When families are looking for a local doula to support them before, during, and/or after the birth of their baby, they may come across my website and ask ” Why MODERN TRADITIONS Doula? What does that mean? What does modern traditions have to do with being a doula?” The short answer to that last question is: EVERYTHING.
To begin, the need for support as families bring their new babies into this world is a tradition as old as humanity. It may have looked different depending on the time and place, but rarely are people choosing to carry and birth a baby on their own. Support is a universal need: someone needs to be there to make sure everyone is getting nourishment and rest, that any older siblings are receiving the care they need, to assure everyone that everything is ok and normal, or to know when something is not and who to call for help.
Occasionally, families do decide to carry, birth, and recover on their own, an act of commitment and trust, and they are not alone because they have each other and have set the intention to be the only support they need.
For families who do seek out support, a Doula is there to hold the entire family through the process, giving just what is needed, when it is needed. Doulas are a tradition, typically woman who support birth and recovery as a family welcomes their baby into the world.
Traditions are rich throughout time and place. Many cultures have special diets for pregnant people along with various customs and taboos about how to live life when pregnant as well as during and after birth. Although there are these differences, subtle or overt, there tends to be a common practice with most traditional societies of providing the new baby and family with quiet and rest for up to six weeks or more after the birth. This allows everyone time to heal and get to know each other, as well as establish a strong breastfeeding relationship. Each culture may do things a little differently, but the theme of care runs as a strong current, linking all of us together with the “culture of support”.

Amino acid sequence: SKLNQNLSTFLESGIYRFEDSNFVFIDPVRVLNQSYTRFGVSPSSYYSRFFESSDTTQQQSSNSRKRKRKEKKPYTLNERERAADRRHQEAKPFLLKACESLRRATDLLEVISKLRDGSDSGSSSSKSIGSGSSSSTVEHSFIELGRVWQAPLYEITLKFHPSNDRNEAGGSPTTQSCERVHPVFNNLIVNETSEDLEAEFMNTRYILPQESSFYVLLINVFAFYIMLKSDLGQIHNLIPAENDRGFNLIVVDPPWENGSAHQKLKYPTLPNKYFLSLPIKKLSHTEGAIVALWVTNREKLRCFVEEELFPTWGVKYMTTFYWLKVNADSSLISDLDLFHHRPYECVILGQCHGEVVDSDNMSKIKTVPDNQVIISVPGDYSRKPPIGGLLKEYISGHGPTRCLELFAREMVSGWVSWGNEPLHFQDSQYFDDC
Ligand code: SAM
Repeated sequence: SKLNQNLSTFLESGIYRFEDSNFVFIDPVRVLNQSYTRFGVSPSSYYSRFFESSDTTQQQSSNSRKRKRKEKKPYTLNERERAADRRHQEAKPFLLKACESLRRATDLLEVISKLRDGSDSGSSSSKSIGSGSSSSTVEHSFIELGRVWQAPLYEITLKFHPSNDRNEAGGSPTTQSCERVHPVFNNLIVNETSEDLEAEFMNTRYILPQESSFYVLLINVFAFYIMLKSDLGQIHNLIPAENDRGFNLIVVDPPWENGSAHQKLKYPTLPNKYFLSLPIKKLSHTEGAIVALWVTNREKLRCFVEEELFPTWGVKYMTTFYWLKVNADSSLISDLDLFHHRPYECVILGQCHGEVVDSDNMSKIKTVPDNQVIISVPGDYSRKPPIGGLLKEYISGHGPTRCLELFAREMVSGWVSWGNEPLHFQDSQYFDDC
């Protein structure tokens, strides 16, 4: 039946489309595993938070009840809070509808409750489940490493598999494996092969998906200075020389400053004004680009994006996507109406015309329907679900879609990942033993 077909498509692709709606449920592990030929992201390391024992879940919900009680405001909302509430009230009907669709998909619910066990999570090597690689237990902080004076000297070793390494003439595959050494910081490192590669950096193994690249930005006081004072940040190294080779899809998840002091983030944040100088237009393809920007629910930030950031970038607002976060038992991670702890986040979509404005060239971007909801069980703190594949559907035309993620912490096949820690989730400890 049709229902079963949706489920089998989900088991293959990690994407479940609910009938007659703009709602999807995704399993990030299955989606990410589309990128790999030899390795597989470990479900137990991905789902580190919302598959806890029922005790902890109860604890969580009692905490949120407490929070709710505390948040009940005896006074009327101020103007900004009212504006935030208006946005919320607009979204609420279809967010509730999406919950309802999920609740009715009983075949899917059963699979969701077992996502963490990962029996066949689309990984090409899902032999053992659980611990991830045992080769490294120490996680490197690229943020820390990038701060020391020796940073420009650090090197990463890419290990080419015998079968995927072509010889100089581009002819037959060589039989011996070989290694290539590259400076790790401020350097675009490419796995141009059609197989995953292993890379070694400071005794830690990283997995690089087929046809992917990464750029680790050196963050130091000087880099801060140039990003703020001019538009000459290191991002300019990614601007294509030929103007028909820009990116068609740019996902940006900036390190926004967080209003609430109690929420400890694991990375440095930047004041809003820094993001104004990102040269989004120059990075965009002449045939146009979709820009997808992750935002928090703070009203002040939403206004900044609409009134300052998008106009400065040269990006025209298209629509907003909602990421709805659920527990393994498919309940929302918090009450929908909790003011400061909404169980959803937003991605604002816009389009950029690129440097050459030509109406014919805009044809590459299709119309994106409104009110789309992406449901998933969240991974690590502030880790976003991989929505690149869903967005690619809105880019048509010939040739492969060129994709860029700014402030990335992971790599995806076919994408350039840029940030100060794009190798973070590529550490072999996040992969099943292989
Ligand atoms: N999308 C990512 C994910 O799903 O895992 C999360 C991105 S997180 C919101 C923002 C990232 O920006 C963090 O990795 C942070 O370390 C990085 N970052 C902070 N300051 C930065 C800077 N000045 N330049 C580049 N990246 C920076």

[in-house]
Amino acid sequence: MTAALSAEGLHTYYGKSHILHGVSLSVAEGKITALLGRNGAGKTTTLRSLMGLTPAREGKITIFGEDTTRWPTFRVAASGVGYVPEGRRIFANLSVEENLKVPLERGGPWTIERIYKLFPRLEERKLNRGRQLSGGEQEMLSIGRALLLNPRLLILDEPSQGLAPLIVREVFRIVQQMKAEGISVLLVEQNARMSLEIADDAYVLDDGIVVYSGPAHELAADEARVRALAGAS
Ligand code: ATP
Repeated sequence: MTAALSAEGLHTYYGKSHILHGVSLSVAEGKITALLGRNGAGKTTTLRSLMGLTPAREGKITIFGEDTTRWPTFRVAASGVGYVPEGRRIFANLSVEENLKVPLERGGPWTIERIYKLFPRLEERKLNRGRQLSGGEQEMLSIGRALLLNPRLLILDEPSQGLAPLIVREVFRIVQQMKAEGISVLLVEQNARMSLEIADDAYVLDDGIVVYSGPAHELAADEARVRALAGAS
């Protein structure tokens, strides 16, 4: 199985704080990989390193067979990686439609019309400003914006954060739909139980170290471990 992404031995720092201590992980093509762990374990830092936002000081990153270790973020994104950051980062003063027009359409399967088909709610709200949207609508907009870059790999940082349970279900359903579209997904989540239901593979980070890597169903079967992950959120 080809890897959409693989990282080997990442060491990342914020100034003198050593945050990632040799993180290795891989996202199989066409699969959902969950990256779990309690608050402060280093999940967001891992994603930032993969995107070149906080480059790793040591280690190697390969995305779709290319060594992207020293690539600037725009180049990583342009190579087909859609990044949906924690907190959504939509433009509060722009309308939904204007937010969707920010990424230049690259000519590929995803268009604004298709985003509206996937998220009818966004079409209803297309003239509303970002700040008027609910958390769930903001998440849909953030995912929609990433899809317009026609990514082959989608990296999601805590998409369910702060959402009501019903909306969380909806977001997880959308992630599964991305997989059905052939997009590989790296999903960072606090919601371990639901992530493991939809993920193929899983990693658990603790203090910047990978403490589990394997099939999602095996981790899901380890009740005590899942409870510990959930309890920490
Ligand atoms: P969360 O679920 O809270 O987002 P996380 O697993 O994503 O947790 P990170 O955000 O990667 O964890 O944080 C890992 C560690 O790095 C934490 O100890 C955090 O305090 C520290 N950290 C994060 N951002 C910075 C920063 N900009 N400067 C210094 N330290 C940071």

Which brings us to the modern day. Many places maintain the “culture of support” to various degrees, some upholding all traditions, some having lost part or all of the care provided to families during the childbearing year. Internationally, Doulas help to keep the “culture of support” alive. As a Doula, I strive to honor the entire family, finding ways to support each individual present. To do this, I like to blend traditions of caring for families, making sure that they are receiving all of the rest, nourishment, and love they need and desire before, during, and after the birth of their baby. I also learn and practice new ways to support, by combining all this with up to date technology and information on the advancements in health care, helping to create the MODERN TRADITIONS DOULA care that is ever evolving. Please be in touch if you would like to learn more about what this special brand of doula care looks and feels like for your family.